from Looking for The Cantos in Texas
Attic in smoky light,
caution tape for the myopic,
Brazos Exterminators! William S. Burroughs!
Hear me. I can’t find The Cantos
in the brazen of palmetto exoskeletons
and lost limbs, dust reconstituting
between wood panel and drywall.
A window air-conditioner beats, whirs:
exhalation of not-so-conditioned air
and the bugs and the bugs’ former skins
don’t mind one bit.
And there was an apple on her head
and he did shoot with a revolver and he did miss,
William Telling her face first, in the Mexican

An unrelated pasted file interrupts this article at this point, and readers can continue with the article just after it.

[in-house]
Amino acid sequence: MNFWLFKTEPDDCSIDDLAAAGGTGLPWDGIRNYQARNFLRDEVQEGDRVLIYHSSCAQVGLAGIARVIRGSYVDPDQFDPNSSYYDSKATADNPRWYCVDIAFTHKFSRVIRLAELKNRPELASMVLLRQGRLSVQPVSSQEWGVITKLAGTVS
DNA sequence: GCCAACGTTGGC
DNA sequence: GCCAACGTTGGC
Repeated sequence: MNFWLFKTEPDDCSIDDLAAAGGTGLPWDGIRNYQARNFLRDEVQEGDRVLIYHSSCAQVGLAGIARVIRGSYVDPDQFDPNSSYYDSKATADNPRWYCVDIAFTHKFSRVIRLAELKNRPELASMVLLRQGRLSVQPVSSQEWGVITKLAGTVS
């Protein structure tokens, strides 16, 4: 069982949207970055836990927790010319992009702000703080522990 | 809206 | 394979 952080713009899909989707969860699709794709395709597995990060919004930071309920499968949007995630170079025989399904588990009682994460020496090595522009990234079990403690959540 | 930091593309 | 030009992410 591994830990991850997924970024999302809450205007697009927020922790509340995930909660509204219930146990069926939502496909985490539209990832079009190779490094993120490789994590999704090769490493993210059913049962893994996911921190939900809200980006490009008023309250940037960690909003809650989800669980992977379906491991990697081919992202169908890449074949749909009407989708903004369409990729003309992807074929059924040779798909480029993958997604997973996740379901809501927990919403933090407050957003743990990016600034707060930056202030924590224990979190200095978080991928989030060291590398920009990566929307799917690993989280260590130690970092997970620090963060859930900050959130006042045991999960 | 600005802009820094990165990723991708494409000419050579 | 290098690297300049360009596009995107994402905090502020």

mouth Texas was once a crown for.
Caught fully in the dead crest of her sleeve,
he did turn tail and head North, out of Mexico,
out of Texas.
Smoke hangs on the Rio Grande,
where workers still follow William S.
from one wild to another, scrub brush
and dust in bucketfuls waiting on the other side.
Texans speaks Spanish angrily, refusing
the lilts of the language (“Don-DE AYE-sta
el BAIN-YO”?), moving with the dexterity
of worms through the gathering places
of migrants willing to do all the things they aren’t—
key-holed by the misnomer of language,
limpia los banos more like “lost
in the barrens” than clean the bathrooms.
Poem, copyright © 2005 by Adrian Matejka
Appearing on From the Fishouse with permission
Audio file, copyright © 2005, From the Fishouse